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Life and its idiosyncrasies loosen our connection with the curious child within us. We start associating magic with fantasy, and forget that magic is actually very much a part of our everyday lives.
I have a child who believes in the magic of magic. She thinks there is actually a treasure at the end of the rainbow, and that in some corner of the earth, there must be a fairyland which no one knows about.
She is almost 6-year-old now and the pragmatic me used to try to tell her to come out of this imaginary magical world. “There is no magic in reality,” I insisted every so often during my conversations with her.
I could see a flash of disappointment cross her face whenever I said so. Every time.
A few months ago, while we were having lunch, she grumbled about the taste of yoghurt that day and requested me to feed her. I sensed this could just be an excuse for getting fed by me and I happily obliged. The moment she took a spoonful in her mouth, she exclaimed.
“The curd now tastes delicious, Mumma! How did this happen?”
“Well! That’s Mother’s Magic,” I instinctively quipped, amused.
“See! I told you magic exists. It is everywhere Mumma!” she tried to convince me.
I was zapped for a moment. That day I realised that I need to stop telling my daughter that magic does not exist. Why was I trying to curb her beautiful perspective of finding magic in the world around her, I wondered?
As I pondered upon it more, I recognized my folly. Magic does exist.
Nature enthralls us in myriad ways. It fascinates us. It leaves us spellbound. Its gigs and acts can leave us gaping in awe, if only we can pause and pay keen attention. Be it the birth of a child or a sprouting of a plant; be it the vibrant rainbow or the changing colours of a chameleon – there’s boundless magic everywhere. It doesn’t even need a wand or a potion.
And then there are humans who touch your life with their magic. Some people create magic with their art. Some captivate you with the goodness of their heart. Some spread magic by deeds which leave you amazed and mesmerized.
The problem is that once we hit adulthood, life and its idiosyncrasies loosen our connection with the curious child within us. We start associating magic with fantasy, and forget that magic is actually very much a part of our everyday lives. We do not have to always look for logic or a scientific explanation behind all that happens in the world.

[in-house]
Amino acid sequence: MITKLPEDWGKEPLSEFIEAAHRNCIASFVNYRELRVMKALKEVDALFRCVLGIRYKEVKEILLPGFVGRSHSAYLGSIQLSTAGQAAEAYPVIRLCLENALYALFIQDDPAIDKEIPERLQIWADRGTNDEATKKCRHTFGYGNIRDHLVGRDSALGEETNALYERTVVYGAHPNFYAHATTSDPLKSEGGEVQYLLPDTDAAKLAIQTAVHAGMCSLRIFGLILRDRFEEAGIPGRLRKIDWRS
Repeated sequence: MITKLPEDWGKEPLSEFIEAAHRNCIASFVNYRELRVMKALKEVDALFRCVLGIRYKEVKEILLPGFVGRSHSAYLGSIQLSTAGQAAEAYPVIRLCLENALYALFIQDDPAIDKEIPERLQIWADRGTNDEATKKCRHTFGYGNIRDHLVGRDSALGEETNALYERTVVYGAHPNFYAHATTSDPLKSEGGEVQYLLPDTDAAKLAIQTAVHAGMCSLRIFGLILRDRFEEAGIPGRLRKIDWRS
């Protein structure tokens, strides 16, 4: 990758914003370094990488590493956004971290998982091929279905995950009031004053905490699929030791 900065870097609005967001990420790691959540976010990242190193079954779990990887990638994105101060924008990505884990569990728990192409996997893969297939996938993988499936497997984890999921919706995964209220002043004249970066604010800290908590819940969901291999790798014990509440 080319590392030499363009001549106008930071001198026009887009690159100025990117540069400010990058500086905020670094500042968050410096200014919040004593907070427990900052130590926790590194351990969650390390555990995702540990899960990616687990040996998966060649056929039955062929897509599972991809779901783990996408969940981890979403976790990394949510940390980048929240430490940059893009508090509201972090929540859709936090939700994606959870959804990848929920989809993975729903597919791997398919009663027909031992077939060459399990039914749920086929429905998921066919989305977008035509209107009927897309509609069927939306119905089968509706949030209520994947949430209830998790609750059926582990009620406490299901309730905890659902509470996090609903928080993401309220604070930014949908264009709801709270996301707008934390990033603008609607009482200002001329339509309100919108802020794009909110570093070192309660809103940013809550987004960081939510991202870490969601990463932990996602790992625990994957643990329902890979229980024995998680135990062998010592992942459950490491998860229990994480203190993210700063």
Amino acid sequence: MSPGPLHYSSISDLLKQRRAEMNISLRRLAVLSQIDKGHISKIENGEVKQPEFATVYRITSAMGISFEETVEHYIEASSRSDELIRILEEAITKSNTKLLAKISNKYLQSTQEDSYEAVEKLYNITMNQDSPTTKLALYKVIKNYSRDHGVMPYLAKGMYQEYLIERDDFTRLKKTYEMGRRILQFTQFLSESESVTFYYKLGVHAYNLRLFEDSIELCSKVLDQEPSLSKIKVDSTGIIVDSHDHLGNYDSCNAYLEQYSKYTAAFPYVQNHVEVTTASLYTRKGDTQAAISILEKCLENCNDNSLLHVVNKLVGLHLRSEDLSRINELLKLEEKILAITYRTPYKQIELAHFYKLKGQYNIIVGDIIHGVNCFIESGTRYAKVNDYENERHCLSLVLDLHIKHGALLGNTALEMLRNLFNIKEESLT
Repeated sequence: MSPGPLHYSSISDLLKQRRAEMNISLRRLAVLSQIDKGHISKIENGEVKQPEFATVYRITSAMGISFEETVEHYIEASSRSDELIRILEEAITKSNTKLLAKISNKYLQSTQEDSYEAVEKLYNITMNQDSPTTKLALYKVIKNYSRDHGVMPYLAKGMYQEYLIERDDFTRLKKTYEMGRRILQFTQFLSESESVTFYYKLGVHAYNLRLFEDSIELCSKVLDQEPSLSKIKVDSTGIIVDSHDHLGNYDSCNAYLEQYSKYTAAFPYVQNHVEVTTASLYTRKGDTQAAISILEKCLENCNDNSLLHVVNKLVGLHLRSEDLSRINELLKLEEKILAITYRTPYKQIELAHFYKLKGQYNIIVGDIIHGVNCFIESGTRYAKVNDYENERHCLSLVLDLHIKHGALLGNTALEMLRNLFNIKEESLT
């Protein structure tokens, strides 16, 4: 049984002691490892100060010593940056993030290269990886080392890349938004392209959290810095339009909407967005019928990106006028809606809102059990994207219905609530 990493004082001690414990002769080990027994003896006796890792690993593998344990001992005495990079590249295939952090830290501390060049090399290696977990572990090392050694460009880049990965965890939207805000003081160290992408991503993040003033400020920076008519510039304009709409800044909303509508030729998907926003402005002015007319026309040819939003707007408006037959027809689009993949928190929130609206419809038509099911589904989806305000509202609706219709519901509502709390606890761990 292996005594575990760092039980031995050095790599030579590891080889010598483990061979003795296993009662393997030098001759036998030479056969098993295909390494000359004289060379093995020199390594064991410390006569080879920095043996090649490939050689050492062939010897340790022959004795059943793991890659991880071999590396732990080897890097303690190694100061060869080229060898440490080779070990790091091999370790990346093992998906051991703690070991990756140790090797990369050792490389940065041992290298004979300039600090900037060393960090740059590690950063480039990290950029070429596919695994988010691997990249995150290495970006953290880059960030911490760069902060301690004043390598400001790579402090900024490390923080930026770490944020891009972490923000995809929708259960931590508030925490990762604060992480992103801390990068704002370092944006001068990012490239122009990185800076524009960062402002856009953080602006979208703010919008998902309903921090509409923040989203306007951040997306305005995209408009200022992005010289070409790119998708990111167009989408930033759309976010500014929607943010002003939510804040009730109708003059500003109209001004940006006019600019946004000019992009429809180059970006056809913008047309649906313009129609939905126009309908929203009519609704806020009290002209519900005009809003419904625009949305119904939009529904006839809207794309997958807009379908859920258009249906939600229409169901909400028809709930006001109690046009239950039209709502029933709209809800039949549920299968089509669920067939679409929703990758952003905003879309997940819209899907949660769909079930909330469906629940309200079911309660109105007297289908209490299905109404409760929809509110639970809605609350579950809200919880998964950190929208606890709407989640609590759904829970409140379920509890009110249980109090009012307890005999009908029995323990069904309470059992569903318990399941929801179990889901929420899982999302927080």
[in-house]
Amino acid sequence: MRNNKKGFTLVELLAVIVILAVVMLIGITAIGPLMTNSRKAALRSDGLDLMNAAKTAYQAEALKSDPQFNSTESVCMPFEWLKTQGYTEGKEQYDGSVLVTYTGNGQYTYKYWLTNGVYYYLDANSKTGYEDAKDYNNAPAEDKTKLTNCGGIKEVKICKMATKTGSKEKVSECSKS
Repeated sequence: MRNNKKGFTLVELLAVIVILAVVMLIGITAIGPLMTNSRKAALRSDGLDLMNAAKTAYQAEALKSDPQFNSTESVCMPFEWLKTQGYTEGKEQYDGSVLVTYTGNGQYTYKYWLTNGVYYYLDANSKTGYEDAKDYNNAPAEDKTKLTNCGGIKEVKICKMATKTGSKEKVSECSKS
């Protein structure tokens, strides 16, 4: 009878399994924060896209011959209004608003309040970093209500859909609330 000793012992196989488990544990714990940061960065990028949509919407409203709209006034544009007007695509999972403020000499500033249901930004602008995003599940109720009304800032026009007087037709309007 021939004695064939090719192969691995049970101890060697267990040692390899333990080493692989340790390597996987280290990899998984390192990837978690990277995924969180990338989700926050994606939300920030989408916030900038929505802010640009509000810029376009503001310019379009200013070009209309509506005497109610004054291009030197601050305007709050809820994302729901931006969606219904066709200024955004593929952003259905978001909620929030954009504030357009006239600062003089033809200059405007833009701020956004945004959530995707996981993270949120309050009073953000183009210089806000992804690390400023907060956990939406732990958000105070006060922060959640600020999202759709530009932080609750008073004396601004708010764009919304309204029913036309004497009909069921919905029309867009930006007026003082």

And more than anything else, like my daughter perfectly puts it, we need to stop assuming that what we know and understand is only the gospel truth. If we allow ourselves to get surprised, there are multifarious magical moments or phenomenon that go beyond explanations, clarifications or reasoning. We just need to feel it.
Recently, we ordered a Christmas Storybox Set for our daughter as a pre-Christmas present. Among other interesting activities and goodies, it contained material for making a magic mailbox for Santa. According to the storybook that came along with it, every letter put into the mailbox reaches Santa instantly.
She is excited about it and this time, I did not try to ruin her fun by my ‘reality check’ talks. Rather, I am as enthusiastic about this magic mailbox as she is, and I have joined her to decorate it.
My daughter has opened my eyes to look at the concept of magic from a different vantage point. I don’t laugh at or dismiss her talk related to magic anymore. So, when she spots magic in milk turning into curd, or curdling to paneer, I concur and smile. Because there is!
Image source: RODNAE Productions on pexels
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Multiple award winning blogger, influencer, author, multi-faceted entrepreneur, creative writing mentor, choreographer, social activist
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